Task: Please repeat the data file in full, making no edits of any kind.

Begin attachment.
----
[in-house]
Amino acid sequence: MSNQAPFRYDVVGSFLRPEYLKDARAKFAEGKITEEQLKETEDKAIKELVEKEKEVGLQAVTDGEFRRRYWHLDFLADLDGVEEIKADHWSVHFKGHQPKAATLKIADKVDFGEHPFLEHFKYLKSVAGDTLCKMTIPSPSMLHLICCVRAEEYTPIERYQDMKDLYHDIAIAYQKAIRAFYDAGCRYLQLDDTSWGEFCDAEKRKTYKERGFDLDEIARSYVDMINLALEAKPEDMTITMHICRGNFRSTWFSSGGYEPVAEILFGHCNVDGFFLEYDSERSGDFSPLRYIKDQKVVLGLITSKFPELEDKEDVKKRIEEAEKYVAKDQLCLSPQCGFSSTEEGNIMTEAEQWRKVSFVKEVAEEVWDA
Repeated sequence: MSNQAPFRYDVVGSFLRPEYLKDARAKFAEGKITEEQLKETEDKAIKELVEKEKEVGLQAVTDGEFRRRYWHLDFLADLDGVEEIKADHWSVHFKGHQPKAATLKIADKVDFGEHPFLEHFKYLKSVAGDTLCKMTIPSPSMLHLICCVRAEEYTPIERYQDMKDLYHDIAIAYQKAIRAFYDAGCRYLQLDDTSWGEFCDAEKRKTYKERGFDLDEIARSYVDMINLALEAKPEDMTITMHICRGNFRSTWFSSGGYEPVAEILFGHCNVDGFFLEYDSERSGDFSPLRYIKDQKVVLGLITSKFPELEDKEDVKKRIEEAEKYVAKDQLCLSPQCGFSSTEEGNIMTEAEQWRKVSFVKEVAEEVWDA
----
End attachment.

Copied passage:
[in-house]
Amino acid sequence: MSNQAPFRYDVVGSFLRPEYLKDARAKFAEGKITEEQLKETEDKAIKELVEKEKEVGLQAVTDGEFRRRYWHLDFLADLDGVEEIKADHWSVHFKGHQPKAATLKIADKVDFGEHPFLEHFKYLKSVAGDTLCKMTIPSPSMLHLICCVRAEEYTPIERYQDMKDLYHDIAIAYQKAIRAFYDAGCRYLQLDDTSWGEFCDAEKRKTYKERGFDLDEIARSYVDMINLALEAKPEDMTITMHICRGNFRSTWFSSGGYEPVAEILFGHCNVDGFFLEYDSERSGDFSPLRYIKDQKVVLGLITSKFPELEDKEDVKKRIEEAEKYVAKDQLCLSPQCGFSSTEEGNIMTEAEQWRKVSFVKEVAEEVWDA
Repeated sequence: MSNQAPFRYDVVGSFLRPEYLKDARAKFAEGKITEEQLKETEDKAIKELVEKEKEVGLQAVTDGEFRRRYWHLDFLADLDGVEEIKADHWSVHFKGHQPKAATLKIADKVDFGEHPFLEHFKYLKSVAGDTLCKMTIPSPSMLHLICCVRAEEYTPIERYQDMKDLYHDIAIAYQKAIRAFYDAGCRYLQLDDTSWGEFCDAEKRKTYKERGFDLDEIARSYVDMINLALEAKPEDMTITMHICRGNFRSTWFSSGGYEPVAEILFGHCNVDGFFLEYDSERSGDFSPLRYIKDQKVVLGLITSKFPELEDKEDVKKRIEEAEKYVAKDQLCLSPQCGFSSTEEGNIMTEAEQWRKVSFVKEVAEEVWDA